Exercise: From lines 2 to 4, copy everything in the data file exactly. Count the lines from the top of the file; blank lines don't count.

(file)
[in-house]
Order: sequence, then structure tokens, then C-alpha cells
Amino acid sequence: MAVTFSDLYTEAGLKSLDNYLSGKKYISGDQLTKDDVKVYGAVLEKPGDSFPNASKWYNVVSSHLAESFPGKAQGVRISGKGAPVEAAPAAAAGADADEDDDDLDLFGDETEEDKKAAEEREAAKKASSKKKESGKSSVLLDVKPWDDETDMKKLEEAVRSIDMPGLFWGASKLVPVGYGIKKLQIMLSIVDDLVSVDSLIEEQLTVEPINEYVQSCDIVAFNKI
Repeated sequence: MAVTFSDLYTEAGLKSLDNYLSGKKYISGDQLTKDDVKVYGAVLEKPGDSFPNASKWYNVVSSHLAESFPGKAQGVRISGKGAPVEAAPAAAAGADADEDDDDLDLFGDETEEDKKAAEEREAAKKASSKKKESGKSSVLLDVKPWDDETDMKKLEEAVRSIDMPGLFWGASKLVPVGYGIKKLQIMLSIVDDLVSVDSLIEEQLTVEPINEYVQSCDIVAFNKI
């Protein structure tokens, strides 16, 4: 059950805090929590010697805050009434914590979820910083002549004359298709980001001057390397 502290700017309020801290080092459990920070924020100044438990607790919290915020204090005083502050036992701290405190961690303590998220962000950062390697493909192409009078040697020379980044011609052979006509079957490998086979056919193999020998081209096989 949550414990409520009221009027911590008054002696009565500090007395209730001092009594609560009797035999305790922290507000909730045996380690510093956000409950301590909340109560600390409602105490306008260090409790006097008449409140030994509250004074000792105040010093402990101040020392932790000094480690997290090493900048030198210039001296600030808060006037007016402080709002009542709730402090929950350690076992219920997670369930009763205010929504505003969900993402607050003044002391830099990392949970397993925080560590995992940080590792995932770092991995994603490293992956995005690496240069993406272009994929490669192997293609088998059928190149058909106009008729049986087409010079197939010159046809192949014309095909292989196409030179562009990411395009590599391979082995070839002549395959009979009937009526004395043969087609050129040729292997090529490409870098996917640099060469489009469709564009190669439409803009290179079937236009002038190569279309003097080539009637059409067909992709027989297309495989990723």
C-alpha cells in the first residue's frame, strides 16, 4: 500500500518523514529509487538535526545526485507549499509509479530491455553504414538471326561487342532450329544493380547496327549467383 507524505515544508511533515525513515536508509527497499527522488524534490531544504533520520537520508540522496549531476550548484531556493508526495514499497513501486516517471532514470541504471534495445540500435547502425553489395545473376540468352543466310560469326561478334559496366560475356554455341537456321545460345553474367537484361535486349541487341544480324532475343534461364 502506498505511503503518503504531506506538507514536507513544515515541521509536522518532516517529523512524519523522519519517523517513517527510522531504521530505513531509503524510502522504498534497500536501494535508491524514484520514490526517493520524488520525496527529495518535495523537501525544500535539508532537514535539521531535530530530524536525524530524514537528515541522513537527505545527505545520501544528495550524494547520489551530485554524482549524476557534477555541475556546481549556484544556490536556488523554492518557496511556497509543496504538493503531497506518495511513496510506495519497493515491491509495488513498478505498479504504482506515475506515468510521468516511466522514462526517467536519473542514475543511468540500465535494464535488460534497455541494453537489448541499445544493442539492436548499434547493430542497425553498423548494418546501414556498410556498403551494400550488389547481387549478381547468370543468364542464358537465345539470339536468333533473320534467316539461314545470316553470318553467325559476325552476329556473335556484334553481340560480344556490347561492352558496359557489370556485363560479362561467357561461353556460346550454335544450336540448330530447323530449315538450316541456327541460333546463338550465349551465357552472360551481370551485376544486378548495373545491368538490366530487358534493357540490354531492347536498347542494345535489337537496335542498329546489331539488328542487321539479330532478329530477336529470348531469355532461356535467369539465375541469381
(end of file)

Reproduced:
Order: sequence, then structure tokens, then C-alpha cells
Amino acid sequence: MAVTFSDLYTEAGLKSLDNYLSGKKYISGDQLTKDDVKVYGAVLEKPGDSFPNASKWYNVVSSHLAESFPGKAQGVRISGKGAPVEAAPAAAAGADADEDDDDLDLFGDETEEDKKAAEEREAAKKASSKKKESGKSSVLLDVKPWDDETDMKKLEEAVRSIDMPGLFWGASKLVPVGYGIKKLQIMLSIVDDLVSVDSLIEEQLTVEPINEYVQSCDIVAFNKI
Repeated sequence: MAVTFSDLYTEAGLKSLDNYLSGKKYISGDQLTKDDVKVYGAVLEKPGDSFPNASKWYNVVSSHLAESFPGKAQGVRISGKGAPVEAAPAAAAGADADEDDDDLDLFGDETEEDKKAAEEREAAKKASSKKKESGKSSVLLDVKPWDDETDMKKLEEAVRSIDMPGLFWGASKLVPVGYGIKKLQIMLSIVDDLVSVDSLIEEQLTVEPINEYVQSCDIVAFNKI